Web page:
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Buying a condo can be a good investment, especially if it's in an in-demand location and the value of the property increases over time. But like any other financial move, buying a condo comes with potential risks along with the benefits.
A condo is a unit that's part of a larger residential property. It can be either attached to other units or detached, and it can look and feel like a typical apartment or townhouse. But the main difference that sets condos apart—and what can count as both a pro and a con—is that you'll typically pay homeowners association (HOA) fees to help maintain shared amenities. Here's how to decide if buying a condo is the right investment for you.
Do Condos Offer a Good Return on Investment?
To determine the potential return on investment (ROI) of your purchase, first identify how you plan to use the condo. Will you live in it, use it as a short- or long-term rental unit, use it as a vacation home or flip the property to sell for more than you bought it?
If you want to rent it out to earn passive income, you'll need to confirm the rules with the condo association before making the investment. You may not be allowed to rent out your unit to short-term tenants on Airbnb, for example, or at all. That could significantly impact your ability to earn money from the condo.
But let's say you're able to use your condo as a rental. Determine your ROI by finding your likely rental income per month and subtracting your monthly expenses—like HOA fees, insurance and taxes—from that number. Take that net monthly income and multiply it by 12 to find your annual net rental income from the property. Divide your annual net income by the remaining cost of the condo, which will typically mean the amount on your mortgage. That will give you the likely ROI of the investment.
Here's an example: If you stand to earn $1,000 per month in rental income and your monthly expenses are $300, your net rental income would be $8,400 per year. If you have $125,000 left on your mortgage, you'd earn an annual return of 6.7%.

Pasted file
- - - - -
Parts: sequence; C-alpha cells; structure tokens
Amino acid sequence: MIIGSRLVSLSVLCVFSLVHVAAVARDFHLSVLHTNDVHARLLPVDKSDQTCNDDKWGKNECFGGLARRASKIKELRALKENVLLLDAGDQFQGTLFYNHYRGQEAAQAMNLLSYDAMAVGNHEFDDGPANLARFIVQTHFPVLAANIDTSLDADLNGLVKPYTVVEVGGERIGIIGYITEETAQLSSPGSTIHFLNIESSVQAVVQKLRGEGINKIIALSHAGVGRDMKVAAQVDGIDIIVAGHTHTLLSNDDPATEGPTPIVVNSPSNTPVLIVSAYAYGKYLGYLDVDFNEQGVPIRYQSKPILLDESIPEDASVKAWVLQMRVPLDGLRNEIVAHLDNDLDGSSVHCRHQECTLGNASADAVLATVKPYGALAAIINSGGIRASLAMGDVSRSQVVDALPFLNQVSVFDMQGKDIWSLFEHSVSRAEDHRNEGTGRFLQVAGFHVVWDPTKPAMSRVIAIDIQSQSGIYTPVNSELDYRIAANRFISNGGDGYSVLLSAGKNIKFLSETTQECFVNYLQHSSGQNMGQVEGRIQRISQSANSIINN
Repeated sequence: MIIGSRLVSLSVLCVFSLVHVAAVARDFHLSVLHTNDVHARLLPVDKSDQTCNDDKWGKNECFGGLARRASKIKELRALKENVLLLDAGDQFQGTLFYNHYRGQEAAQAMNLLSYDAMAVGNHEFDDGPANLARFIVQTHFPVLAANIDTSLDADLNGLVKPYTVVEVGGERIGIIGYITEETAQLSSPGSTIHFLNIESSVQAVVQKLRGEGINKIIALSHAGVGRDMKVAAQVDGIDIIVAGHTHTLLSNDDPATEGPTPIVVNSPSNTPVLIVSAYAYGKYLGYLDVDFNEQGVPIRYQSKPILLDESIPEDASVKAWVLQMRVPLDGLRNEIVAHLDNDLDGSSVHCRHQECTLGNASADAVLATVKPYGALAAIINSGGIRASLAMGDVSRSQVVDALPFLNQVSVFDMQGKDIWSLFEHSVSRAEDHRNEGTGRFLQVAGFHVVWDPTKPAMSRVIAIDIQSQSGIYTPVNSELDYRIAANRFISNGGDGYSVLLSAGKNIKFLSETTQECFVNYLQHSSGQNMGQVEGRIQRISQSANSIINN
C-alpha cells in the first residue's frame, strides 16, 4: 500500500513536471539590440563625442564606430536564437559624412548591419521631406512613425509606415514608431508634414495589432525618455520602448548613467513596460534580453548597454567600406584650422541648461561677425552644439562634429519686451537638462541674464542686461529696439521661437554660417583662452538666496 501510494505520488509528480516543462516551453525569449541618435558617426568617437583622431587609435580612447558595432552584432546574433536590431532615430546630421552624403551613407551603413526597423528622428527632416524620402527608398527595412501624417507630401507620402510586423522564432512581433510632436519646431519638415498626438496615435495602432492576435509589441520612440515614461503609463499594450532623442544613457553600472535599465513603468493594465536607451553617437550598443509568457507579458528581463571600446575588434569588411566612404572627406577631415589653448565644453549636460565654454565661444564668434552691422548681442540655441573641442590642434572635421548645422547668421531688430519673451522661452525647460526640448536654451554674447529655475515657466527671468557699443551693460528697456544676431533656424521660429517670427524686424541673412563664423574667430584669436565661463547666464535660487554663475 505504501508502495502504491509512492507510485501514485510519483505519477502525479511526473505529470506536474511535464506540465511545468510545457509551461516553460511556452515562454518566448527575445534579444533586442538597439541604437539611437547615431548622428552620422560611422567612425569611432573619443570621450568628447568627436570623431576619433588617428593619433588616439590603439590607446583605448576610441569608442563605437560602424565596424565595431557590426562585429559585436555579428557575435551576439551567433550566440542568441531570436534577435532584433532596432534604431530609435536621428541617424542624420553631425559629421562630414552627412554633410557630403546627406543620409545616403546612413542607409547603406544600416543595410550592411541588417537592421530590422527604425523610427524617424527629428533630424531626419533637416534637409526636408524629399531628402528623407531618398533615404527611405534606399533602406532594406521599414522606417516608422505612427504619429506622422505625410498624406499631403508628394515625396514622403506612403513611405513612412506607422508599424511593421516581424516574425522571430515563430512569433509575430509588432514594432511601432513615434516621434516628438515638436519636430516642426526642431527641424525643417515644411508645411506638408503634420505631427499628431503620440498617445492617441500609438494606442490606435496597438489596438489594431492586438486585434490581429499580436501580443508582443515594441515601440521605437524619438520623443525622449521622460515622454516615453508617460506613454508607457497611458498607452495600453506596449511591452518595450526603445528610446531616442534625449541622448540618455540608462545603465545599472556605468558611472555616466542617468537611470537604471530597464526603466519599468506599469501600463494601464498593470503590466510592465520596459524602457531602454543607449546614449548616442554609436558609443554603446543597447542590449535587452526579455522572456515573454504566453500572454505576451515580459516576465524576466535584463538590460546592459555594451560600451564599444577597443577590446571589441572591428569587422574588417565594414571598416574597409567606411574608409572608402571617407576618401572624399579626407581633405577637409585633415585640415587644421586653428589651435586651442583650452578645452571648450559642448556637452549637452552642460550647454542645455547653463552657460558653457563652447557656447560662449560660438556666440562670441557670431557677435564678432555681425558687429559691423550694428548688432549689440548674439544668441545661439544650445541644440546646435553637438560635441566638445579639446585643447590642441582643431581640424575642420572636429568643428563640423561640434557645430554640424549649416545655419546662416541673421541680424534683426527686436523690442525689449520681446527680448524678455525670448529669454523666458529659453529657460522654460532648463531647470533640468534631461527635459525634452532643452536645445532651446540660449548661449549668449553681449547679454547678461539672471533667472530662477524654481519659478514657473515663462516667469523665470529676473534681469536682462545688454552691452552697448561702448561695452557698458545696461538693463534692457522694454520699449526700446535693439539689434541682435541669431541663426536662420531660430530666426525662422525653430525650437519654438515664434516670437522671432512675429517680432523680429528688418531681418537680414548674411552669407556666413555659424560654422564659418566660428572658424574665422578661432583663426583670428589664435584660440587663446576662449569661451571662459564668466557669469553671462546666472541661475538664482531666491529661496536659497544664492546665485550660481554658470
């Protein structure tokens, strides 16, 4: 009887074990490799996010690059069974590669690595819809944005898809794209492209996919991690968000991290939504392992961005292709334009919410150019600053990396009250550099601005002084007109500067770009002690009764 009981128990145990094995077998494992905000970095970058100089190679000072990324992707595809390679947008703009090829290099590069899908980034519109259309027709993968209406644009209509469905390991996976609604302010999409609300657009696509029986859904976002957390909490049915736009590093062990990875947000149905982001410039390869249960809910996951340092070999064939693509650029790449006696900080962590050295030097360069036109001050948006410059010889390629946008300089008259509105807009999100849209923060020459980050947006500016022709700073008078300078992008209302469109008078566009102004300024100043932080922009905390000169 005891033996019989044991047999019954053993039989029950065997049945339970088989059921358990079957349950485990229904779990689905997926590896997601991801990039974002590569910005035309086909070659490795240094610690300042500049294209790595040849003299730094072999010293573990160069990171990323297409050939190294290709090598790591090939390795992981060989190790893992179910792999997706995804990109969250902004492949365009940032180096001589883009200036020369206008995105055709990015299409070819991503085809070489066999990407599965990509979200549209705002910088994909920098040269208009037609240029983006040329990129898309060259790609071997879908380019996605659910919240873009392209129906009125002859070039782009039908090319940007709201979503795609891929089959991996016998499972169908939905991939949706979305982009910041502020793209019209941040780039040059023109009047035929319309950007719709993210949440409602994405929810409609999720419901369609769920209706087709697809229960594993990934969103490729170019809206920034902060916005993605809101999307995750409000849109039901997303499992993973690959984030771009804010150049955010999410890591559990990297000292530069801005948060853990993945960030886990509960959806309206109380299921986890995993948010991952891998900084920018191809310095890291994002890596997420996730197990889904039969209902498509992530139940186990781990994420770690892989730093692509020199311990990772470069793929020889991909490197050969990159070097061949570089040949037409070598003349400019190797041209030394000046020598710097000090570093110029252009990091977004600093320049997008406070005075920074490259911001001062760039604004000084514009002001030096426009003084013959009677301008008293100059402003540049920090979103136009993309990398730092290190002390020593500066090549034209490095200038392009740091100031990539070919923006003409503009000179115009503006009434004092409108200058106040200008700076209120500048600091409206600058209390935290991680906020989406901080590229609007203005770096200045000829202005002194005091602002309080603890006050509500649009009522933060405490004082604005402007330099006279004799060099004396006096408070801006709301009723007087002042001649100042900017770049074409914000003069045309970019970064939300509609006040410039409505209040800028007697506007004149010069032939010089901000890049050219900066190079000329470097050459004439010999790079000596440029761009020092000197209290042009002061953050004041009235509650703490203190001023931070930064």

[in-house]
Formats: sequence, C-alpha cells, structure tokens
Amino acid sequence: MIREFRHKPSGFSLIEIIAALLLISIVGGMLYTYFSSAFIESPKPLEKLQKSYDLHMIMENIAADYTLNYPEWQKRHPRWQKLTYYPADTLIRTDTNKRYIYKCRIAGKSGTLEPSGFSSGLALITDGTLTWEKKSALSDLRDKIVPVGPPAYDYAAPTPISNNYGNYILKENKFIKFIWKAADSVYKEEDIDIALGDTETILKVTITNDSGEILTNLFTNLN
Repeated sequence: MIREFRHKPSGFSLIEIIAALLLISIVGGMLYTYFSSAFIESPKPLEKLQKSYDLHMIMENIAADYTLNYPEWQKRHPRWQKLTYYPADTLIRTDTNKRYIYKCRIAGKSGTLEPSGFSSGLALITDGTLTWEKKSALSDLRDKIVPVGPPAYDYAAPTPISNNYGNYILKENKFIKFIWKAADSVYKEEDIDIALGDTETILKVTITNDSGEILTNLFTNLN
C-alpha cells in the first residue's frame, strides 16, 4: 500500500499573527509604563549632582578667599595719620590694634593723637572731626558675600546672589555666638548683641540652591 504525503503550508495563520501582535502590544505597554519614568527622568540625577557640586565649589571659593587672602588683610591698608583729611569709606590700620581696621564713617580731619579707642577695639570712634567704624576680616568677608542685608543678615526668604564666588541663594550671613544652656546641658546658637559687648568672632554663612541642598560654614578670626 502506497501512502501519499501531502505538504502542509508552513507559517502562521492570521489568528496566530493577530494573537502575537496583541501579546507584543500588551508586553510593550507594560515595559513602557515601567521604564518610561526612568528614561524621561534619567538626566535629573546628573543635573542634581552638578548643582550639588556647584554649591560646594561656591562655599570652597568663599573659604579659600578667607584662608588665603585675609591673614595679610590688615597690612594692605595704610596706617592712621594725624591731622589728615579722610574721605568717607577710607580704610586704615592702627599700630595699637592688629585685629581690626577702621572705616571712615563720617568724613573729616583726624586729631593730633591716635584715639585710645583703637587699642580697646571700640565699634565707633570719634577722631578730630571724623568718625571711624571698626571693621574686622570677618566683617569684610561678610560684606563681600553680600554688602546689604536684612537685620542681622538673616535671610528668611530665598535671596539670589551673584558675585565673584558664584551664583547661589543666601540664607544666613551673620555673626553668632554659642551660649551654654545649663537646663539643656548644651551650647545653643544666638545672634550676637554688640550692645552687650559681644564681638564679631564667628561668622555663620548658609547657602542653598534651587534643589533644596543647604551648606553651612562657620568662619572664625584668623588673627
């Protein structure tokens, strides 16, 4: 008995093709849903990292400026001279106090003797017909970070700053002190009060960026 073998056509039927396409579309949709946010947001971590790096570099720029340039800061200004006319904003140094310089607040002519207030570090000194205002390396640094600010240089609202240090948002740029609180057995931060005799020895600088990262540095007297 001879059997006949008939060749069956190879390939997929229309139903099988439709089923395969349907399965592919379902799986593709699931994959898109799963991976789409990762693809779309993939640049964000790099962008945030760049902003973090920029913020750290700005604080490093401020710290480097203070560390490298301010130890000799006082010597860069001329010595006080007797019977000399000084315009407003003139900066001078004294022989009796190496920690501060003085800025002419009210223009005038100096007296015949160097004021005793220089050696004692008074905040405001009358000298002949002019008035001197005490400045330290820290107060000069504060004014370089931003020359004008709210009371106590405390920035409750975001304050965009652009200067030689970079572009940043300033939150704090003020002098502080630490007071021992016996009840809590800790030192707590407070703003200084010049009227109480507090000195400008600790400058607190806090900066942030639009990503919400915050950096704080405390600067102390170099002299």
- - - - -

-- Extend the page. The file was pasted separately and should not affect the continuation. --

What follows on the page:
Pros and Cons of Buying a Condo
The pros and cons of buying a condo often depend on how you plan to use it. But in general, here's what you can expect.
- Lower cost: Condos are often cheaper than single-family houses. In January 2022, the median existing condo sold for $297,800, compared with $357,100 for existing single-family homes, according to the National Association of Realtors.
- Additional perks: You may be able to access amenities you couldn't afford as a single-family homeowner, such as a pool or a decked-out gym.
- Less maintenance: HOA fees often cover maintenance and repairs for common areas, meaning you'll spend less time mowing the lawn or repairing lights along the driveway.
- Income: You'll have the potential for cash flow via renting, or a return if you sell the condo in the future.
- Extra fees: HOA fees can be high, cutting into potential net rental income. They depend on the size of your condo and the range of facilities and services offered.
- Limited flexibility: Condo association rules may restrict your ability to rent the property and earn income. The condo association may also prevent you from remodeling your unit.
- Extra steps in the mortgage process: Getting financing may be more complex, as mortgage underwriters evaluate the financial strength of the condo association in addition to you as the buyer.
Should You Buy a Condo?
Your personal financial situation and your future goals will largely determine whether buying a condo makes sense. When comparing a condo to a single-family home, though, a less expensive condo can make homeownership more accessible earlier in your life, opening up the possibility to build equity, have a vacation home or earn rental income.
When considering a condo purchase, get a clear picture of the basics that all homebuyers should look into, plus some condo-specific features. Consider the condo's:
- Location, including its proximity to in-demand amenities like downtown areas, schools, major highways, public transportation and recreation areas.
- Local real estate market and potential resale value.
- In-unit and condo association amenities and common areas.
- Likely rental demand based on the surrounding rental market and trends.
- Potential property taxes.
- Condo association rules, regulations and restrictions.
- Strength of the condo association's finances, which a mortgage lender will look at. This could include how much money the association keeps on hand for maintenance projects, the proportion of owner-occupied vs. renter-occupied units in the complex, and how much of the complex is set aside for amenities vs. living space.
The Bottom Line
Real estate is a worthwhile investment for many because of its potential to help you build equity and wealth if you sell the home down the line. Earning rental income from a condo can be a smart move for those new to real estate investment.
But like any purchase, buying a condo requires extensive forethought and an understanding of the local and national market. Taking on any level of homeownership is only wise when you're ready, and that time frame will vary greatly from person to person.